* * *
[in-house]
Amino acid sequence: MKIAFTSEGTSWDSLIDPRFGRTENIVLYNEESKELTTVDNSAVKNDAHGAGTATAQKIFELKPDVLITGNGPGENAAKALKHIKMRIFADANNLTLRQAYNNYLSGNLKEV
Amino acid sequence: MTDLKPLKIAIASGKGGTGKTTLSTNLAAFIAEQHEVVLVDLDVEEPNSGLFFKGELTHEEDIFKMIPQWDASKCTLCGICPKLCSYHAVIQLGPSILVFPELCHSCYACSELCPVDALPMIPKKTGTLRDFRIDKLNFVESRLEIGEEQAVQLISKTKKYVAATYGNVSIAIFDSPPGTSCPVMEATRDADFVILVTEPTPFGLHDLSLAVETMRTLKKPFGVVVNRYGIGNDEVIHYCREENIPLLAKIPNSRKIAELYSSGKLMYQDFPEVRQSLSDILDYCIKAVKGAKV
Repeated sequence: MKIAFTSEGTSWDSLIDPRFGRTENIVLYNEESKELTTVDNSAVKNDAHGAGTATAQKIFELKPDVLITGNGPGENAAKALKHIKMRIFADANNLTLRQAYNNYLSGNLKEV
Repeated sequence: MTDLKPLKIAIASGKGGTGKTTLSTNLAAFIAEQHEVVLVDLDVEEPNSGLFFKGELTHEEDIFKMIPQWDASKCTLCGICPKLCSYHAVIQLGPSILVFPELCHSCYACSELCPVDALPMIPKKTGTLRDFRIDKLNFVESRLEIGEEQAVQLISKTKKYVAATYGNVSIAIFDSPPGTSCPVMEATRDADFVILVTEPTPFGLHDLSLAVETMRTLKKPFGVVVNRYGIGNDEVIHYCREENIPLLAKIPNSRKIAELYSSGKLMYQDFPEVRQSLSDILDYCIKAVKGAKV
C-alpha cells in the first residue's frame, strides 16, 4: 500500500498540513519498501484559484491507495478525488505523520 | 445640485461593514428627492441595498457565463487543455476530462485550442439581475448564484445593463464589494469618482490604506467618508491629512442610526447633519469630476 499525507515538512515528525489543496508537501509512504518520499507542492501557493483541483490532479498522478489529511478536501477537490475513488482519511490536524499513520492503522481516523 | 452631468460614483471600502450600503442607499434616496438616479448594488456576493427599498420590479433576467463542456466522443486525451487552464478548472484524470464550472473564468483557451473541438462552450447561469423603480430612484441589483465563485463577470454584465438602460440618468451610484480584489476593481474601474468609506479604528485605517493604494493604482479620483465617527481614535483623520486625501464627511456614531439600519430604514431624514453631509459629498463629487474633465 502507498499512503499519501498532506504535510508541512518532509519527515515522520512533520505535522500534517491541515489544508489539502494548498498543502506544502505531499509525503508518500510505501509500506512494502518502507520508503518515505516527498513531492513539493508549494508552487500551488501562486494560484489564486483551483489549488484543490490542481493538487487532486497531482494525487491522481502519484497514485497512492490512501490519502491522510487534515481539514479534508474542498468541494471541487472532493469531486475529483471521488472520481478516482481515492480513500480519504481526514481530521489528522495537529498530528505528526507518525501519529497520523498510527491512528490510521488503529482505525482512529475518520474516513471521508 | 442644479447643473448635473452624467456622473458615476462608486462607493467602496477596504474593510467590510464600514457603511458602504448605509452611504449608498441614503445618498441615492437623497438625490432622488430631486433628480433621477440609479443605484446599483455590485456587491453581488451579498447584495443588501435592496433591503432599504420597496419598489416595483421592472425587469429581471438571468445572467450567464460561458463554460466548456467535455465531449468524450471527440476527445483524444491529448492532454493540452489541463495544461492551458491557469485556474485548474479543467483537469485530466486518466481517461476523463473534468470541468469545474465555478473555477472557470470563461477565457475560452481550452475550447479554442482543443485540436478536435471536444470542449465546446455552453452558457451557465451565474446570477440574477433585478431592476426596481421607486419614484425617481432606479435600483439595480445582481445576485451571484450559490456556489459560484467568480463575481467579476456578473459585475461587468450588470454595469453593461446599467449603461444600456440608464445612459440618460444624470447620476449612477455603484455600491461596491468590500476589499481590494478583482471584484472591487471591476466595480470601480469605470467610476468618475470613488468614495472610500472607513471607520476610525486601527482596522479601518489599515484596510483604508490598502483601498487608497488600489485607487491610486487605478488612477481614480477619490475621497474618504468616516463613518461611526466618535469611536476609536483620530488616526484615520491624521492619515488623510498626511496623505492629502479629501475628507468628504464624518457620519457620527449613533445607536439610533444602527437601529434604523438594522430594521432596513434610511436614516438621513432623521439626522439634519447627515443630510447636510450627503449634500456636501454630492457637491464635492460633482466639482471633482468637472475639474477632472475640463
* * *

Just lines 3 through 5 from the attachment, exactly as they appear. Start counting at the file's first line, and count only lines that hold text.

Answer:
Amino acid sequence: MTDLKPLKIAIASGKGGTGKTTLSTNLAAFIAEQHEVVLVDLDVEEPNSGLFFKGELTHEEDIFKMIPQWDASKCTLCGICPKLCSYHAVIQLGPSILVFPELCHSCYACSELCPVDALPMIPKKTGTLRDFRIDKLNFVESRLEIGEEQAVQLISKTKKYVAATYGNVSIAIFDSPPGTSCPVMEATRDADFVILVTEPTPFGLHDLSLAVETMRTLKKPFGVVVNRYGIGNDEVIHYCREENIPLLAKIPNSRKIAELYSSGKLMYQDFPEVRQSLSDILDYCIKAVKGAKV
Repeated sequence: MKIAFTSEGTSWDSLIDPRFGRTENIVLYNEESKELTTVDNSAVKNDAHGAGTATAQKIFELKPDVLITGNGPGENAAKALKHIKMRIFADANNLTLRQAYNNYLSGNLKEV
Repeated sequence: MTDLKPLKIAIASGKGGTGKTTLSTNLAAFIAEQHEVVLVDLDVEEPNSGLFFKGELTHEEDIFKMIPQWDASKCTLCGICPKLCSYHAVIQLGPSILVFPELCHSCYACSELCPVDALPMIPKKTGTLRDFRIDKLNFVESRLEIGEEQAVQLISKTKKYVAATYGNVSIAIFDSPPGTSCPVMEATRDADFVILVTEPTPFGLHDLSLAVETMRTLKKPFGVVVNRYGIGNDEVIHYCREENIPLLAKIPNSRKIAELYSSGKLMYQDFPEVRQSLSDILDYCIKAVKGAKV